In TOS "The Savage Curtain" an image of Surak is met:

    This strongly implies that the previous devastating wars happened during Surak's lifetime, and so were probably long after AD 1, since the Vulcan life span is probably no more than 250 years, and the earliest possible date for the reforms of Surak would be about AD 254.

    So to sum up, the first Vulcan interstellar civilization colonized planets, such as Romulus, in distant star systems. Then Civilization fell on Vulcan, Romulus, and other colonies.

    Many thousands of years later, civilization arose on Vulcan again. Eventually Vulcan began exploring the stars, and the monastery at P'Jem was established by about 500 BC. About AD 250-450, Vulcan suffered devastating wars, and lost the ability to travel in interstellar space. About that same time time of AD 250-450 the reforms of Surak prevented another war and brought peace to Vulcan. Spock's family acquired their koon-ut-kal-if-fee place by about AD 267, and so probably before the reforms of Surak.

    So what about Romulan history?

    In the TNG episode "Gambit, Part 1", which happens in AD 2370 according to the official - but not necessarily correct - chronology:

    So the home planet(s) of the Debrune would have been in one or more other star systems and they would have needed interstellar travel to have an outpost on Barradas III about AD 270 to 470, 1,900 to 2,100 years before "Gambit Part 1".

    Later:

    If the Debrune had interstellar travel by about AD 270 to 470, about the time of the reforms of Surak, the Romulans should have been active a long time before the reforms of Surak.

    So Romulan history would have gone like this:

    The first Vulcan interstellar civilization colonized planets, such as Romulus, in distant star systems. Then civilization fell on Vulcan, Romulus, and other colonies.

    Many thousands of years later, civilization arose on Romulus again. Eventually Romulus began exploring the stars, establishing colonies, and conquering planets. The Debrune were a Romulan offshoot, either a colony or Romulans, or maybe mixtures of Romulans and other aliens, or maybe an artificial species created to serve the Romulans.

    Eventually Romulan civilization fell on Romulus, the Debrune home world(s) and other Romulan planets.

    Many thousands of years later, the Debrune developed an advanced interstellar civilization and had an outpost on Barradas III by about AD 270 to 470. However, something prevented the Debrune from becoming the most powerful and important space traveling civilization in this region of space.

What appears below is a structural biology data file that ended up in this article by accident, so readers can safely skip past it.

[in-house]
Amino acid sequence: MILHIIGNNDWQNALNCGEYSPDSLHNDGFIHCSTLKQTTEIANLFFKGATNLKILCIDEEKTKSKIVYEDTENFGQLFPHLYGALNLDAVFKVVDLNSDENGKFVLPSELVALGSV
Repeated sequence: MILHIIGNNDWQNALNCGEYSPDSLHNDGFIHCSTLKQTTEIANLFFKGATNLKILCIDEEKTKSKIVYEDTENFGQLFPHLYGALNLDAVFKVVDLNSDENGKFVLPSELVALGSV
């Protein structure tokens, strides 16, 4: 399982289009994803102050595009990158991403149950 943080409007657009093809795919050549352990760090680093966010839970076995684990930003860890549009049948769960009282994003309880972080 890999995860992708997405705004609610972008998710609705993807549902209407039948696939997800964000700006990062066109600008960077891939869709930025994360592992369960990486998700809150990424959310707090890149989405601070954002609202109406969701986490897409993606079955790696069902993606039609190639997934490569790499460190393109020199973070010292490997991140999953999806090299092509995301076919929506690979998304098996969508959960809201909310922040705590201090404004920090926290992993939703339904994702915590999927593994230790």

Eventually, Romulan civilization was rebuilt for the second time, and the Romulans resumed interstellar travel and founded the Romulan Empire by the time of Enterprise about the 2150s.

    I believe that my chronology is as accurate as possible. To me it seems very doubtful that the Romulans were founded by S'Task leading dissident Vulcans to escape from the reforms of Surak about AD 254 to 454 to settle a planet where they could enjoy the benefits of war and violence.
     
    Last edited: Aug 8, 2019
  15. Abbey Chrimble

    Abbey Chrimble Mih ssim, mih ssim, nam, daed si Xim. Moderator

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    What, there were no conspiratorial and/or paranoid Romans?
     
  16. Kor

    Kor Admiral Admiral

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    The Forge mentioned "those who marched beneath the raptor's wings, those who wanted to return to the savage ways." Fandom assumed this referred to proto-Romulans.

    Kor
     
  17. Timo

    Timo Fleet Admiral Admiral

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    That Spock would be candid about the Romulans in "Balance of Terror" is far from certain. To the unititiated, it actually looks as if he's keen on destroying evidence, which is why he recommends hunting down and blowing up the enemy...